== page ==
July 15th, I went to the palace to see Mohib. A huge tricolor of the Republic fluttered against a clear blue sky above the gate tower. After going through security, I walked down the long, deserted lawn to the building that housed the National Security Council office. I waited in the empty council reception room until one of Mohib’s employees, a young woman who had studied in America, took me upstairs to his office, where he was sitting behind his desk. Most of our conversation was secret. He seemed exhausted as we discussed the desperate fighting in the Taliban-encircled city of Kandahar.
Only a few days earlier, General Austin S. Miller, the longtime US commander, had held a farewell ceremony. The military had completed 90 percent of its withdrawal, well before Biden’s deadline. This rapid pace was intended to reduce the risk of attack during the retreat, but had a devastating effect on the Afghan security forces. The US military had spent billions training and equipping a force in its own image that was heavily dependent on foreign contractors and air support. But the notoriously corrupt generals of the Afghan army stole ammunition, food and wages from their men; while the total number of security guards should be 300,000, the actual number is likely to be less than a third. Out in the districts, the army and police crumbled and handed over their weapons to the Taliban, who now controlled a quarter of the country.
Ghani had repeatedly insisted that he stand up and fight. “This is my home and my grave,” he thundered in a speech in early spring. His Vice President Amrullah Saleh and the Security Council were working on a post-American strategy called Coffee, a Dari word meaning “base” or “floor,” envisioned garrison towns connected by corridors held by the army and supported by militias, much like President Mohammad Najibullah did for three years after the retreat the Soviets held on to power. “It was very much the Russian model,” said Bek, who returned to the government this month as the president’s chief of staff. “They had a good plan on paper, but for that to work you had to be a military genius.”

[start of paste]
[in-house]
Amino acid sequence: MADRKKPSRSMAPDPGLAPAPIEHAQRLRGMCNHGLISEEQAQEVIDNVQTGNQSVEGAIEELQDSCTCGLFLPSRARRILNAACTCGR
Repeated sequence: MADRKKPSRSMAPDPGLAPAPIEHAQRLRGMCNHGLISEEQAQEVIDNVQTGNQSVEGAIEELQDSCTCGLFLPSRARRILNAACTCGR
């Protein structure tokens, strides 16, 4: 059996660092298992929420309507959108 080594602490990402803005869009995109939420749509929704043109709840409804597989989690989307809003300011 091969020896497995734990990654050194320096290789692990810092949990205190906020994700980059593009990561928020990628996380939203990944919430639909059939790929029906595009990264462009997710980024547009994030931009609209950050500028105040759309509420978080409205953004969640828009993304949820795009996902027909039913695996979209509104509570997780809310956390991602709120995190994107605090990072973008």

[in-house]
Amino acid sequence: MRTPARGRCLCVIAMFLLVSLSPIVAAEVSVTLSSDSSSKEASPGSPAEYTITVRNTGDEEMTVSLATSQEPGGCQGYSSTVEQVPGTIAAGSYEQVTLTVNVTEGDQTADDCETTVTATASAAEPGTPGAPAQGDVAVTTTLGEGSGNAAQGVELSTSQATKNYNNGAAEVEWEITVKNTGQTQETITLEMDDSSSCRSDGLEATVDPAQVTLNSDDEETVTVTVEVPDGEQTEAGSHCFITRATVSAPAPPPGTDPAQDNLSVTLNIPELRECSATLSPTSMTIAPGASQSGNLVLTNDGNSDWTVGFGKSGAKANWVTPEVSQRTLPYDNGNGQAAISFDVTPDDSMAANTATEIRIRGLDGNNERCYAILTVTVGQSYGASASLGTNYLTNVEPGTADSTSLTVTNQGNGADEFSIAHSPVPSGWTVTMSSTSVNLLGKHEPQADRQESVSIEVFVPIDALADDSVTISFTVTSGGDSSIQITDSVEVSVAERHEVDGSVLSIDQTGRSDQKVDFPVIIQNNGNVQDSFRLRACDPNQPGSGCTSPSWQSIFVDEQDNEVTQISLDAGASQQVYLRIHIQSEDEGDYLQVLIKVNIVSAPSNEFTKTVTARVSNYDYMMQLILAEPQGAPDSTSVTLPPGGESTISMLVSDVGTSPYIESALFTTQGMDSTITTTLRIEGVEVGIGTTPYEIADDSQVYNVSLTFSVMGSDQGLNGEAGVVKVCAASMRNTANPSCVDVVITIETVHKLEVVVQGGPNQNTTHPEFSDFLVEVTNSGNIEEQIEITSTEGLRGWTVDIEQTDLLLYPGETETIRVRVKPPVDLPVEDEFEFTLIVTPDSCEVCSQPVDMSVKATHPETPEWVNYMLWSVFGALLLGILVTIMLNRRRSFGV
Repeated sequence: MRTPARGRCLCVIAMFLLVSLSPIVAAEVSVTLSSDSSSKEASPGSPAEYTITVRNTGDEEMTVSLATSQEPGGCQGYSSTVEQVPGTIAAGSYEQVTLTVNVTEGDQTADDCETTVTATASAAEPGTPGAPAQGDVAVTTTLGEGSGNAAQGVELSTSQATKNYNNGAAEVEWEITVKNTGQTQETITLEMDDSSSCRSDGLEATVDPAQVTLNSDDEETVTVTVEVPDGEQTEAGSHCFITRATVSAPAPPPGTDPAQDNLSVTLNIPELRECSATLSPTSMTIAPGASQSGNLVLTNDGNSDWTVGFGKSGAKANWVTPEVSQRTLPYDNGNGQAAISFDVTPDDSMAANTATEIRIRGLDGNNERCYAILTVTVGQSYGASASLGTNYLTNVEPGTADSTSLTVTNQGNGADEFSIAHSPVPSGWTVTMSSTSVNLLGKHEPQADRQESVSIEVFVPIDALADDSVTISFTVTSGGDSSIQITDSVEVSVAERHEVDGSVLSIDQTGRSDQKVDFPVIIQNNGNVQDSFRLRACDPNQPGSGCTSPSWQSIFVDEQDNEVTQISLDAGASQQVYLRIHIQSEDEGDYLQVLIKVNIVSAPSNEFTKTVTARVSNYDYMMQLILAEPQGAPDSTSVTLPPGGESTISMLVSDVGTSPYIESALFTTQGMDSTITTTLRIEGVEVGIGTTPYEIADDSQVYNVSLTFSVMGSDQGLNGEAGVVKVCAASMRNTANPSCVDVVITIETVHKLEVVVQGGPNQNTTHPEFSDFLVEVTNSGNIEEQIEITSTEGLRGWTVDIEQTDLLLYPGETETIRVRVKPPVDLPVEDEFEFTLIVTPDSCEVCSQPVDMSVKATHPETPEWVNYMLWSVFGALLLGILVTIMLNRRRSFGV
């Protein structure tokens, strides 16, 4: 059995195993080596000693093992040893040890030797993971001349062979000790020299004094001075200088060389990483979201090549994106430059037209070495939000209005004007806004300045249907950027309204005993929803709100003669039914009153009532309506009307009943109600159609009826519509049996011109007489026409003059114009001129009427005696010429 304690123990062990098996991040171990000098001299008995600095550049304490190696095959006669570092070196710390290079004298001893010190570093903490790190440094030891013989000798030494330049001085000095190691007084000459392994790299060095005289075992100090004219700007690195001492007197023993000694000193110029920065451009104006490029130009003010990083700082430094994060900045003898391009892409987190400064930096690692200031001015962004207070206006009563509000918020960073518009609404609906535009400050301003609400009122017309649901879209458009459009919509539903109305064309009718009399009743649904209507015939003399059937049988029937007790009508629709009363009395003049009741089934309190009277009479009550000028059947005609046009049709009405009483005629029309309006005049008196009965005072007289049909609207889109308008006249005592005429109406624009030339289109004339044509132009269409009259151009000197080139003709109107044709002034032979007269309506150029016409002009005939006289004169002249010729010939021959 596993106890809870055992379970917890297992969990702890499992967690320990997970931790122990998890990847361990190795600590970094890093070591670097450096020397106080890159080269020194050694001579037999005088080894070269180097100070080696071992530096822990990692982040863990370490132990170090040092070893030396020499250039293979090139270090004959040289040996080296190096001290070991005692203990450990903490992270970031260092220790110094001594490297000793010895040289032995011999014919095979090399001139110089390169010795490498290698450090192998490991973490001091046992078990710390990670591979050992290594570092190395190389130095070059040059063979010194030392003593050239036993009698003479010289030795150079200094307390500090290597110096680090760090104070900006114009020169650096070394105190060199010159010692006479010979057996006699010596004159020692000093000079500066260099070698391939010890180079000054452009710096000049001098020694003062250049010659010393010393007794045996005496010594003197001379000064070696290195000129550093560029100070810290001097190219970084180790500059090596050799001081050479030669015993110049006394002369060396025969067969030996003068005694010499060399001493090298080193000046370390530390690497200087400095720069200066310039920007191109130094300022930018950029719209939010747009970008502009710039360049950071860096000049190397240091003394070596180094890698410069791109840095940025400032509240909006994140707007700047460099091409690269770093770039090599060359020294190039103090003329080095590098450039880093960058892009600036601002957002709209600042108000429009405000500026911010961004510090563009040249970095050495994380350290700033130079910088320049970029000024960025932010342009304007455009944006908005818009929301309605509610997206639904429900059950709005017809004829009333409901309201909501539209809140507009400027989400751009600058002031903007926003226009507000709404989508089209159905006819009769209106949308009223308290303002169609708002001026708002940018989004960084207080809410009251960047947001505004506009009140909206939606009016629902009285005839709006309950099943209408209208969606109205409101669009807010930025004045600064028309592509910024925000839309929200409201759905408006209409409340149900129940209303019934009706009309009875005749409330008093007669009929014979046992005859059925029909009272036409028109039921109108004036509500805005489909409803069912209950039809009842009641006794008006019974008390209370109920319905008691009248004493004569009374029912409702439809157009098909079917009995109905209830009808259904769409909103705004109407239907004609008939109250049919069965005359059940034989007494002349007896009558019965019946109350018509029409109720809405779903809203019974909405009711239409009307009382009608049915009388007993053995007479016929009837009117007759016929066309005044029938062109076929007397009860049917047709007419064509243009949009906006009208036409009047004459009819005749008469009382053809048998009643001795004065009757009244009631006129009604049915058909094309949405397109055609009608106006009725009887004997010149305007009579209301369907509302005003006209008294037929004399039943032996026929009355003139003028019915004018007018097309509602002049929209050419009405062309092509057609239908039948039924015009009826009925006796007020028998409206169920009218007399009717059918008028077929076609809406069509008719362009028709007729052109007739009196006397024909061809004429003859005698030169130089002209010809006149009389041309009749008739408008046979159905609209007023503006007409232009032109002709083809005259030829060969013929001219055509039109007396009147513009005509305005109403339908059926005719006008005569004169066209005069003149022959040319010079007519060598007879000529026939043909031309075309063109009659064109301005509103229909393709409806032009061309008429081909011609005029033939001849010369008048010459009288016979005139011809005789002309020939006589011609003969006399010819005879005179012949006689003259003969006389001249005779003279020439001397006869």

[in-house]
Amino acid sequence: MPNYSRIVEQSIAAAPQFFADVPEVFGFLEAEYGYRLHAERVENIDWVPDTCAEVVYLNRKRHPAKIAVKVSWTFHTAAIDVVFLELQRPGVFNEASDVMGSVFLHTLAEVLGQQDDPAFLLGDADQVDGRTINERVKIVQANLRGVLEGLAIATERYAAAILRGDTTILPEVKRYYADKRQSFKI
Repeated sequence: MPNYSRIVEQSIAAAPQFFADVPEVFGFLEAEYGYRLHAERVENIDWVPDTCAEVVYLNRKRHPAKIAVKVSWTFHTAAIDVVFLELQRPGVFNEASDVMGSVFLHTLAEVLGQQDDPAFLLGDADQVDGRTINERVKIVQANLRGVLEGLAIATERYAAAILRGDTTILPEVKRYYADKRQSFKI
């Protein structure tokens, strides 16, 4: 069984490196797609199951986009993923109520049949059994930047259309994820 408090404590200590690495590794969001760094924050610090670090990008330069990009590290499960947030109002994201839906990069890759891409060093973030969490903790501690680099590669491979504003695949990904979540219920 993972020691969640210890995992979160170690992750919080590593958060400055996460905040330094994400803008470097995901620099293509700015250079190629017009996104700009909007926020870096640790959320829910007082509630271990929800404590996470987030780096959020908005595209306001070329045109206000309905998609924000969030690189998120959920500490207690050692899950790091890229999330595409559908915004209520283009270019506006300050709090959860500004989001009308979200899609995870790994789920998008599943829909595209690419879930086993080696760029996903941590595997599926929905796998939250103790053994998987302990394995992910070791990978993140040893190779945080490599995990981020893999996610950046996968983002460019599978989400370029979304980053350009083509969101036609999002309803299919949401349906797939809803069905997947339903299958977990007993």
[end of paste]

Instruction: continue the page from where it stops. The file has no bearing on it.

In early July, Ghani was warned that only two out of seven army corps were still functional, according to a high-ranking Afghan official. Desperate to protect Kandahar City, the president pleaded with the CIA to deploy the paramilitary army formerly known as the Counter-Terrorism Tracking Team, according to Afghan officials. Trained for night raids and secret missions in the border areas, the units had grown into capable light infantry with thousands of men. They were now officially part of the Afghan secret service and were called Zero Units, according to codes that corresponded to the provinces: 01 was Kabul, 03 was Kandahar and so on. But officials said the CIA was still paying these forces’ salaries and had to agree to Ghani’s request to defend Kandahar City that month. (A US official stated that the units were under Afghan control; the CIA declined to comment on the details of their operation.) “These are very effective units, motivated and cheap,” Mohib told me in his office , Kandahar would have fallen without her. “You don’t need all kinds of heavy equipment. I wish we had more like them. “
But the Zero Units had a reputation for being ruthless in combat; Both journalists and Human Rights Watch have called them “death squads” – allegations that the CIA has denied, claiming they were the result of Taliban propaganda. I had tried to track these shadowy units for years and was surprised to find they received glowing coverage in their signature tiger stripes on government social media accounts.
In Kabul I met Mohammad, an officer in one of the NDS units operating in the capital, whom I had known for a number of years. Mohammad had worked as an interpreter for the unit’s American advisors and as an instructor for undercover teams making arrests in the cities. He said morale had broken among his men now that the Americans were leaving. According to Afghan officials, the train station on Ariana Square was empty at the end of July. But Mohammad’s team still received advice from the Americans. He showed me messages that he said were from the CIA asking his unit to patrol areas around Kabul that had been infiltrated by the insurgents. “The airport is still in danger,” it said in a statement.